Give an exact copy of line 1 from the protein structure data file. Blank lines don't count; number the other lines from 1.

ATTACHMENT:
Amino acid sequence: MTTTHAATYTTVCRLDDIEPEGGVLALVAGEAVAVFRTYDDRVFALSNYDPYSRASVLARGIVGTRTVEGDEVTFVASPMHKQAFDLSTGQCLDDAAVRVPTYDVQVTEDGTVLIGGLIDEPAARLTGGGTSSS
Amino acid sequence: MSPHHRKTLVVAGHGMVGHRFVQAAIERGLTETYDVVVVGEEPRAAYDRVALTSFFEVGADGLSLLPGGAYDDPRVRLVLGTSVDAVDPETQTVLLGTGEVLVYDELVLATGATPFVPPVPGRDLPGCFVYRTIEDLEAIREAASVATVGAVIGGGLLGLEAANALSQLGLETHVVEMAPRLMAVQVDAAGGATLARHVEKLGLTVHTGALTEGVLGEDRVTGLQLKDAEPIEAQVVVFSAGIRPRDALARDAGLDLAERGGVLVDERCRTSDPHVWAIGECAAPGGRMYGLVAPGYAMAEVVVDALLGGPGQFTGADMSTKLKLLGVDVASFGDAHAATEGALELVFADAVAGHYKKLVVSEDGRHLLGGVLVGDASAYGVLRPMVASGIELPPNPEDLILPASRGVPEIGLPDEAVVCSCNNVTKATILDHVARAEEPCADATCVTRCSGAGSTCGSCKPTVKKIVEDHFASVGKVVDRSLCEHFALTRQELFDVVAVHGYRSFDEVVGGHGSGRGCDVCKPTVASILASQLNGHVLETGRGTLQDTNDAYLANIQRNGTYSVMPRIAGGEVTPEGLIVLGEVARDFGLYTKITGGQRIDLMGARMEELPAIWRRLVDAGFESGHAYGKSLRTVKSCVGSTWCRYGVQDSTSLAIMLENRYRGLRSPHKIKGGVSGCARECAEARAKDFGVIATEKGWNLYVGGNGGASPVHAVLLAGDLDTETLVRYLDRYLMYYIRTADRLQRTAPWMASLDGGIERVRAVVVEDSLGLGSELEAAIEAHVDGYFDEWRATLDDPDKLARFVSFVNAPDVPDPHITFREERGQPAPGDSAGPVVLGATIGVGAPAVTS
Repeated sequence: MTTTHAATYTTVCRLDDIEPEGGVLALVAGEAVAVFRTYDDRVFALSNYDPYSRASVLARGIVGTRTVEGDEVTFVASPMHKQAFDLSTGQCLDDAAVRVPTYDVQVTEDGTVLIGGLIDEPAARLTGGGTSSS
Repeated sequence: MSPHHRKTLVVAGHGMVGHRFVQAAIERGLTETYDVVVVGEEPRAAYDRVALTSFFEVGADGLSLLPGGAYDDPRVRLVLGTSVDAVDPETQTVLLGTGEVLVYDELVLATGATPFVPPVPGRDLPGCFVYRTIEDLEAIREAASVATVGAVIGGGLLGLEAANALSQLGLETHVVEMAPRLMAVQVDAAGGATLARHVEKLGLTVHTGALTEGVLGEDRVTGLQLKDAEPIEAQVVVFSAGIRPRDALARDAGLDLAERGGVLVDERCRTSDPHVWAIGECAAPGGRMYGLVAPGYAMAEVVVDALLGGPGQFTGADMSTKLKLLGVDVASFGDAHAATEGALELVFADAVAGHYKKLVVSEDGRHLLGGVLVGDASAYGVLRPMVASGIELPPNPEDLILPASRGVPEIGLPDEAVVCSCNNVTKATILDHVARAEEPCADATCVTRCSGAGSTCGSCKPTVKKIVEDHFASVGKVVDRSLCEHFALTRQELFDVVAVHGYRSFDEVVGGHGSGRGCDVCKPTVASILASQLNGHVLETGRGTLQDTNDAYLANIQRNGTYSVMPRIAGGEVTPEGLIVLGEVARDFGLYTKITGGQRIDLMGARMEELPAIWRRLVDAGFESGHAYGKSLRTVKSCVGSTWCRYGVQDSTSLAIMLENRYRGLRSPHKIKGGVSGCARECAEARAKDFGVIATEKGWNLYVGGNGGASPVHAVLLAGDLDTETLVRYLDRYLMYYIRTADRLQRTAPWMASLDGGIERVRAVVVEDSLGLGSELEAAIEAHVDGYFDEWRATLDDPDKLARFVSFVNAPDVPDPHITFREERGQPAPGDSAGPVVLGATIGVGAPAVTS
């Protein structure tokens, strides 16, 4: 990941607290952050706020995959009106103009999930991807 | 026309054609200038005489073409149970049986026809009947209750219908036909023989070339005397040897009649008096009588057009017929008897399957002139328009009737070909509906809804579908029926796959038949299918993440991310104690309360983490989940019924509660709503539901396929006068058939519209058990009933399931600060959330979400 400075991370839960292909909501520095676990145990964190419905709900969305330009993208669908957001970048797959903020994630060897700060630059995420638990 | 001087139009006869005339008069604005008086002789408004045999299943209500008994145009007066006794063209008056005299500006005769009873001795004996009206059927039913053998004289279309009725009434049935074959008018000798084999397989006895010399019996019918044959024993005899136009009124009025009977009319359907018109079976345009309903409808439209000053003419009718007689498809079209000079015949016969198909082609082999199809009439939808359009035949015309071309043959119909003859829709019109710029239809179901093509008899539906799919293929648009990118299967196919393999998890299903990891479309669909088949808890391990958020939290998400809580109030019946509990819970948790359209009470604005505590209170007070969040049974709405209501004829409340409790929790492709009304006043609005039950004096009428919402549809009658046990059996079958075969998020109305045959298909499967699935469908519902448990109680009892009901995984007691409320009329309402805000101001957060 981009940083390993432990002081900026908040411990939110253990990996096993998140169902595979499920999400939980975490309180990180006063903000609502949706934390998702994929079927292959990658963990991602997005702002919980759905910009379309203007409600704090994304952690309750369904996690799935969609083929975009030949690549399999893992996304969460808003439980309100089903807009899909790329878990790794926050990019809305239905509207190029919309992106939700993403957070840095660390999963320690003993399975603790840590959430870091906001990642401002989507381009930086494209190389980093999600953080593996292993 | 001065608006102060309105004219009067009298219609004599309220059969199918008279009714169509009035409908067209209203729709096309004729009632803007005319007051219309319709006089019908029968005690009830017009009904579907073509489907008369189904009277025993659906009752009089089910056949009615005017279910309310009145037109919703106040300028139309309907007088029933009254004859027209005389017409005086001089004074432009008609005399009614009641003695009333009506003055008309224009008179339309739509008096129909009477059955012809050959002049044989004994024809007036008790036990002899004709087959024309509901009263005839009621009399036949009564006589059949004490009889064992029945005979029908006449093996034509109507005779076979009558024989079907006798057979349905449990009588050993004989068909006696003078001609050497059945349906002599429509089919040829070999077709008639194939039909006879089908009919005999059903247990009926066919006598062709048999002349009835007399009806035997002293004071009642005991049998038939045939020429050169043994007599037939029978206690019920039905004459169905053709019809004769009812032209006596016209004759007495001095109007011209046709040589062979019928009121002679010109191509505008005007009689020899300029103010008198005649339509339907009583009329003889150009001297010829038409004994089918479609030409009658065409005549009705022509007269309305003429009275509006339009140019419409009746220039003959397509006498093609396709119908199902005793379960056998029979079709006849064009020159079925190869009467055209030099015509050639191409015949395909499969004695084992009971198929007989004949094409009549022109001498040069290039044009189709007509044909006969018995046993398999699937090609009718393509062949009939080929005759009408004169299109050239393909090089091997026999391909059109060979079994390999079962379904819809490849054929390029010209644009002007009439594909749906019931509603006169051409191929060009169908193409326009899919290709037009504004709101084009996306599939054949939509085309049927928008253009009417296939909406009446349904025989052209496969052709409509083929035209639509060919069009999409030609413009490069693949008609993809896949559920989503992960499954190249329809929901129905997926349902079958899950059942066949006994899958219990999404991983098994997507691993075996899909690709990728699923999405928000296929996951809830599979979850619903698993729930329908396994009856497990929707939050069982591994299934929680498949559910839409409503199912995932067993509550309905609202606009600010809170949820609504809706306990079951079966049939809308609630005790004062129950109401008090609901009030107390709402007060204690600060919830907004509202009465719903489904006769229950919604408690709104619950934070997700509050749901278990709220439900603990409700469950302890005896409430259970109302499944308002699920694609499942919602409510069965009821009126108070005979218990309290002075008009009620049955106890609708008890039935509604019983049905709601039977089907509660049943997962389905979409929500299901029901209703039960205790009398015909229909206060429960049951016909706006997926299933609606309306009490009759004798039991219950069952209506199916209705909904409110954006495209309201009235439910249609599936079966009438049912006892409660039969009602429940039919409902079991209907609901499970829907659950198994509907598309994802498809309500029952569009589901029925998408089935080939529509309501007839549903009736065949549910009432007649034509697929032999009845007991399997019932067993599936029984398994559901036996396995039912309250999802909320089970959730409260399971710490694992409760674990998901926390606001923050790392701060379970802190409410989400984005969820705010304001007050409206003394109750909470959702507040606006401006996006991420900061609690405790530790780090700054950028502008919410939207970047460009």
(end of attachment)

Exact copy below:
Amino acid sequence: MTTTHAATYTTVCRLDDIEPEGGVLALVAGEAVAVFRTYDDRVFALSNYDPYSRASVLARGIVGTRTVEGDEVTFVASPMHKQAFDLSTGQCLDDAAVRVPTYDVQVTEDGTVLIGGLIDEPAARLTGGGTSSS